TV review
Arts and Entertainment

TV
Arts and Entertainment
Strictly Come Dancing was watched by 6.9m viewers

Strictly
Arts and Entertainment
NWA biopic Straight Outta Compton

film
Arts and Entertainment
Natalie Dormer as Margaery Tyrell and Lena Headey as Cersei Lannister in Game of Thrones

Game of Thrones
Arts and Entertainment
New book 'The Rabbit Who Wants To Fall Asleep' by Carl-Johan Forssen Ehrlin

books
Arts and Entertainment
Calvi is not afraid of exploring the deep stuff: loneliness, anxiety, identity, reinvention
music
Arts and Entertainment
Edinburgh solo performers Neil James and Jessica Sherr
comedy
Arts and Entertainment
If a deal to buy tBeats, founded by hip-hop star Dr Dre (pictured) and music producer Jimmy Iovine went through, it would be Apple’s biggest ever acquisition

album review
Arts and Entertainment
Paloma Faith is joining The Voice as a new coach

TV
Arts and Entertainment
Dowton Abbey has been pulling in 'telly tourists', who are visiting Highclere House in Berkshire

TV
Arts and Entertainment

TV
Arts and Entertainment
Patriot games: Vic Reeves featured in ‘Very British Problems’
TV review
Arts and Entertainment
film review
Arts and Entertainment
Summer nights: ‘Wet Hot American Summer: First Day of Camp’
TVBut what do we Brits really know about them?
Arts and Entertainment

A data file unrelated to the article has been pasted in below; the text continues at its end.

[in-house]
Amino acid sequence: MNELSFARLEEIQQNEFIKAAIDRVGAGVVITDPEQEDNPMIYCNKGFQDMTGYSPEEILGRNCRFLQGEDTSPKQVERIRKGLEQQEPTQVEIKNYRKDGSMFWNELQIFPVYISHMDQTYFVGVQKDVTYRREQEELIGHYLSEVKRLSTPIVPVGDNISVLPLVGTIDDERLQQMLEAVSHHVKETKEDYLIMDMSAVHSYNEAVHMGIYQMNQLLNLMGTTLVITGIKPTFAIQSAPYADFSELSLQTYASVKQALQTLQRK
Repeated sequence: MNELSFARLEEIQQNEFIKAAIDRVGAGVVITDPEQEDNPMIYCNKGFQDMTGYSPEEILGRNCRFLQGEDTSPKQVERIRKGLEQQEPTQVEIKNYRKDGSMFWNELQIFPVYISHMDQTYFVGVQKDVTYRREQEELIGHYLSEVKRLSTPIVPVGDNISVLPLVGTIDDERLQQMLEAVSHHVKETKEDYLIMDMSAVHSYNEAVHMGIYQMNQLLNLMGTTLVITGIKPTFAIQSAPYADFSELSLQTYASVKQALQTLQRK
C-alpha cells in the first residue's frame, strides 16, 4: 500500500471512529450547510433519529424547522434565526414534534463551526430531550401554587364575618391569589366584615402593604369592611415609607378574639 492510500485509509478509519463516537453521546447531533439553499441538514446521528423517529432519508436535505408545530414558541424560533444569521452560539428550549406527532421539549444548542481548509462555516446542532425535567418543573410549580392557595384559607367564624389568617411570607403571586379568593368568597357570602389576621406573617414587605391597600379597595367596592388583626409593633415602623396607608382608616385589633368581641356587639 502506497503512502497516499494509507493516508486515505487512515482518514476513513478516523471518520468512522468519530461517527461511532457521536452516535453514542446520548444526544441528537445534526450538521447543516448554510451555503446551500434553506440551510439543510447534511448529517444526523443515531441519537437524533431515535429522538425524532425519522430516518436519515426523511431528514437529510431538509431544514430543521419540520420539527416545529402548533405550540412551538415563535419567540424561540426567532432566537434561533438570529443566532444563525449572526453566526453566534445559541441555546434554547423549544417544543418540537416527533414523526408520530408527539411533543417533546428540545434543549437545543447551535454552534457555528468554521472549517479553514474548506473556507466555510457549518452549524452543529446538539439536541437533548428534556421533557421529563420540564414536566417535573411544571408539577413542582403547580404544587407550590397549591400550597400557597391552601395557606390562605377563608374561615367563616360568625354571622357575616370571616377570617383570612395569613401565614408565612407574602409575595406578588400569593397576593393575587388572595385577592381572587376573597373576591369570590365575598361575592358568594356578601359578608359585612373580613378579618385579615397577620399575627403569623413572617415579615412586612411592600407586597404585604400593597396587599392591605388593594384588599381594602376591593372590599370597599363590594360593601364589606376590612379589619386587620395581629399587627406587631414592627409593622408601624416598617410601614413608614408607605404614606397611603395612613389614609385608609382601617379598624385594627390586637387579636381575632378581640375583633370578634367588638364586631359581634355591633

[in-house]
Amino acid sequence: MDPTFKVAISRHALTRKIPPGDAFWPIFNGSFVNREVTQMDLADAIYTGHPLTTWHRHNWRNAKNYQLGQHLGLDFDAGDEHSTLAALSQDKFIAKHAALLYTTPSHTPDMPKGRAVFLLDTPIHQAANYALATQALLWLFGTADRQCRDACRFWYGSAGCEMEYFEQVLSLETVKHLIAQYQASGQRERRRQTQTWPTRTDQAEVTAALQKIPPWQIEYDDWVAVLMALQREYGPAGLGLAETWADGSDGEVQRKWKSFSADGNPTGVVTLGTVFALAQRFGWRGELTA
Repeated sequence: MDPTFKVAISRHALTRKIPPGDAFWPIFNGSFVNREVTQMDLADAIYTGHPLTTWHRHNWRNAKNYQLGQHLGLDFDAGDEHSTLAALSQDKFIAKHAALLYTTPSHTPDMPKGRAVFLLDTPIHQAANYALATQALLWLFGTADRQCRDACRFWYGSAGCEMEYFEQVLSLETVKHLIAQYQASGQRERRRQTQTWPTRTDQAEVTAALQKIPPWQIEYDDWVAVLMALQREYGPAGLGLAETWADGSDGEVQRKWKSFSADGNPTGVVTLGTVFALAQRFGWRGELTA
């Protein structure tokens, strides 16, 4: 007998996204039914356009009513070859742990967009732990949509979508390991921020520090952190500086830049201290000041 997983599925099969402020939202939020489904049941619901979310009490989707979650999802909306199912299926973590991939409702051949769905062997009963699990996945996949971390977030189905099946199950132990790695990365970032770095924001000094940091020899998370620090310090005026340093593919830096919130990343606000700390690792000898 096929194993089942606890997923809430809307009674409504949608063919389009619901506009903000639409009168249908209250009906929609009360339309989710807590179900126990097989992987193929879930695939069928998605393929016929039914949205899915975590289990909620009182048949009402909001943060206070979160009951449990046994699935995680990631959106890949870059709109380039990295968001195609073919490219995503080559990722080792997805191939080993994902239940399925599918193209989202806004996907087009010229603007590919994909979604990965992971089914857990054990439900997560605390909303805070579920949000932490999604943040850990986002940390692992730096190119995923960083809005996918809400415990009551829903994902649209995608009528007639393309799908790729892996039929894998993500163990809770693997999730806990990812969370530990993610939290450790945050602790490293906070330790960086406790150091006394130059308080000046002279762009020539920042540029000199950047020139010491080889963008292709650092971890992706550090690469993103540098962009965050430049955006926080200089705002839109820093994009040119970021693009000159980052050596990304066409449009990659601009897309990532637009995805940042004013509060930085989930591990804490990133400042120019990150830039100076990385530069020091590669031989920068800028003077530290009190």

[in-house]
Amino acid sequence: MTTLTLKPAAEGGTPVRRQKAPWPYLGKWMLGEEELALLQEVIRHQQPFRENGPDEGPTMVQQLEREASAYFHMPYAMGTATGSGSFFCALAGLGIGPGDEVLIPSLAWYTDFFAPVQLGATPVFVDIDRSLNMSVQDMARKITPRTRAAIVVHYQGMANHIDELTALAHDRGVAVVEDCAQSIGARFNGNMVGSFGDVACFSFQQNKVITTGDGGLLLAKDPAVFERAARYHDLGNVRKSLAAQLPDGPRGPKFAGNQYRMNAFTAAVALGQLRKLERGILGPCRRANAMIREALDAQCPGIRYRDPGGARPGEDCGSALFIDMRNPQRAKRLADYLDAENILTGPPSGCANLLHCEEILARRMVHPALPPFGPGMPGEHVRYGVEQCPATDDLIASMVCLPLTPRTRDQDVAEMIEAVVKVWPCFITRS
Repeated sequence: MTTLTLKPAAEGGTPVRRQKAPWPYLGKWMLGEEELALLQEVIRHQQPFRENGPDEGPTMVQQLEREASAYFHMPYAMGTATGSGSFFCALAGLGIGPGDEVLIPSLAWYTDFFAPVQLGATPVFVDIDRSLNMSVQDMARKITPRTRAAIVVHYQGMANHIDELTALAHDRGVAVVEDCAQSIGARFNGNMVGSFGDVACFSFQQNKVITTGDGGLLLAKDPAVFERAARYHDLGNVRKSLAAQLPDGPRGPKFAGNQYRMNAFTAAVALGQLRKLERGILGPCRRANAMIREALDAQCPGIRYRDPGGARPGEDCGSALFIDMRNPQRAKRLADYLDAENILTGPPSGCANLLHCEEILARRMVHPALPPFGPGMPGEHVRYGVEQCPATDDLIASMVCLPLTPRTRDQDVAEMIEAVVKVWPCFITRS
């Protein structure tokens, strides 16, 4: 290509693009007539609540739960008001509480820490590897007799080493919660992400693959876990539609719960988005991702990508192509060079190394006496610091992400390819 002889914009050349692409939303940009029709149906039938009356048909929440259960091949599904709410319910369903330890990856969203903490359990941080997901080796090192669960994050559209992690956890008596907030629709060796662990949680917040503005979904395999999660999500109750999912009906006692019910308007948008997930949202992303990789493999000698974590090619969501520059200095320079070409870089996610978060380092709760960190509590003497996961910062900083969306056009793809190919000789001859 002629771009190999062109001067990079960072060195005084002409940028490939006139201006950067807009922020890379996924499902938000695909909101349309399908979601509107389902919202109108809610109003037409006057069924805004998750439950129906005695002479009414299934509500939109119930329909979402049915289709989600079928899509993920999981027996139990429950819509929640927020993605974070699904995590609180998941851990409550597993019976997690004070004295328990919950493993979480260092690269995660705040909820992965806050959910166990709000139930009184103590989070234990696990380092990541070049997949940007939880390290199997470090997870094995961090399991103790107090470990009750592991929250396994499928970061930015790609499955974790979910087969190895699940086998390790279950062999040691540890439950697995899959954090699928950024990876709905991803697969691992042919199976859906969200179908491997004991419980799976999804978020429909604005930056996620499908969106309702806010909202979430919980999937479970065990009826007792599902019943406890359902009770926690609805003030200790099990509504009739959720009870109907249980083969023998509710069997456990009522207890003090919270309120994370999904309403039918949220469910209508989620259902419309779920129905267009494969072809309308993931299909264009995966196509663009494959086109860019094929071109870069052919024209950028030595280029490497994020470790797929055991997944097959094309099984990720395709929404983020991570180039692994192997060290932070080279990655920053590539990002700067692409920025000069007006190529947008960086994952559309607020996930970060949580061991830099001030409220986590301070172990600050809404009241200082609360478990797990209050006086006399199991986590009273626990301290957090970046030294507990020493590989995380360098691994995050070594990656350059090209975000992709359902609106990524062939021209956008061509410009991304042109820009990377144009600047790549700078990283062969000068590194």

Dr Michael Mosley is a game presenter

TV review
Latest stories from i100
Have you tried new the Independent Digital Edition apps?
SPONSORED FEATURES

ES Rentals

    Independent Dating
    and  

    By clicking 'Search' you
    are agreeing to our
    Terms of Use.

    A nap a day could save your life - and here's why

    A nap a day could save your life

    A midday nap is 'associated with reduced blood pressure'
    If men are so obsessed by sex, why do they clam up when confronted with the grisly realities?

    If men are so obsessed by sex...

    ...why do they clam up when confronted with the grisly realities?
    The comedy titans of Avalon on their attempt to save BBC3

    Jon Thoday and Richard Allen-Turner

    The comedy titans of Avalon on their attempt to save BBC3
    The bathing machine is back... but with a difference

    Rolling in the deep

    The bathing machine is back but with a difference
    Part-privatised tests, new age limits, driverless cars: Tories plot motoring revolution

    Conservatives plot a motoring revolution